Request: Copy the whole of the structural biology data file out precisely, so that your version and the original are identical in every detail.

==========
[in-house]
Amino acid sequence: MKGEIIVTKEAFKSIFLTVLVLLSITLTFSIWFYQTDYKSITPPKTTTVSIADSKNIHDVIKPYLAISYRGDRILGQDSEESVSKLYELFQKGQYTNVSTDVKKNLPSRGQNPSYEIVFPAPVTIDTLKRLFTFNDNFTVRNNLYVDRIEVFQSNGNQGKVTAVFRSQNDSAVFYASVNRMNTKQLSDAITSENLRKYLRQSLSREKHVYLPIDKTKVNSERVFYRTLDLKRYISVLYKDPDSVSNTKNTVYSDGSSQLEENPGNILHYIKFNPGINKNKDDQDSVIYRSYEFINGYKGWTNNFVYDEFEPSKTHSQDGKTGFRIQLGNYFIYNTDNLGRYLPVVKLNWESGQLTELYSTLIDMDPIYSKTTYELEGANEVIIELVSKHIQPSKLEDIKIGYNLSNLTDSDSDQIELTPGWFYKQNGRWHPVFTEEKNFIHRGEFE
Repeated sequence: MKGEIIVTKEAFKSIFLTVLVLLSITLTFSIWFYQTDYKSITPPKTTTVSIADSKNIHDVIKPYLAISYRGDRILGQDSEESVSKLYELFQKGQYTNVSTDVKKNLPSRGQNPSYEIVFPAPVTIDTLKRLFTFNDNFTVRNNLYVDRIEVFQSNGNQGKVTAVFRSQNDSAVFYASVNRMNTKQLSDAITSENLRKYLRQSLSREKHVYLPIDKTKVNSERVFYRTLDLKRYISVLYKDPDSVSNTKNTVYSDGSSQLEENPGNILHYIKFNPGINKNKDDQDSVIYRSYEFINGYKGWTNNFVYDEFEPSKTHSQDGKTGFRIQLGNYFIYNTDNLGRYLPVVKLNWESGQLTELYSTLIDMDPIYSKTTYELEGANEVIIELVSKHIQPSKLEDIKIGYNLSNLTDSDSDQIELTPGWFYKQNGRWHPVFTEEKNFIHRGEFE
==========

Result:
[in-house]
Amino acid sequence: MKGEIIVTKEAFKSIFLTVLVLLSITLTFSIWFYQTDYKSITPPKTTTVSIADSKNIHDVIKPYLAISYRGDRILGQDSEESVSKLYELFQKGQYTNVSTDVKKNLPSRGQNPSYEIVFPAPVTIDTLKRLFTFNDNFTVRNNLYVDRIEVFQSNGNQGKVTAVFRSQNDSAVFYASVNRMNTKQLSDAITSENLRKYLRQSLSREKHVYLPIDKTKVNSERVFYRTLDLKRYISVLYKDPDSVSNTKNTVYSDGSSQLEENPGNILHYIKFNPGINKNKDDQDSVIYRSYEFINGYKGWTNNFVYDEFEPSKTHSQDGKTGFRIQLGNYFIYNTDNLGRYLPVVKLNWESGQLTELYSTLIDMDPIYSKTTYELEGANEVIIELVSKHIQPSKLEDIKIGYNLSNLTDSDSDQIELTPGWFYKQNGRWHPVFTEEKNFIHRGEFE
Repeated sequence: MKGEIIVTKEAFKSIFLTVLVLLSITLTFSIWFYQTDYKSITPPKTTTVSIADSKNIHDVIKPYLAISYRGDRILGQDSEESVSKLYELFQKGQYTNVSTDVKKNLPSRGQNPSYEIVFPAPVTIDTLKRLFTFNDNFTVRNNLYVDRIEVFQSNGNQGKVTAVFRSQNDSAVFYASVNRMNTKQLSDAITSENLRKYLRQSLSREKHVYLPIDKTKVNSERVFYRTLDLKRYISVLYKDPDSVSNTKNTVYSDGSSQLEENPGNILHYIKFNPGINKNKDDQDSVIYRSYEFINGYKGWTNNFVYDEFEPSKTHSQDGKTGFRIQLGNYFIYNTDNLGRYLPVVKLNWESGQLTELYSTLIDMDPIYSKTTYELEGANEVIIELVSKHIQPSKLEDIKIGYNLSNLTDSDSDQIELTPGWFYKQNGRWHPVFTEEKNFIHRGEFE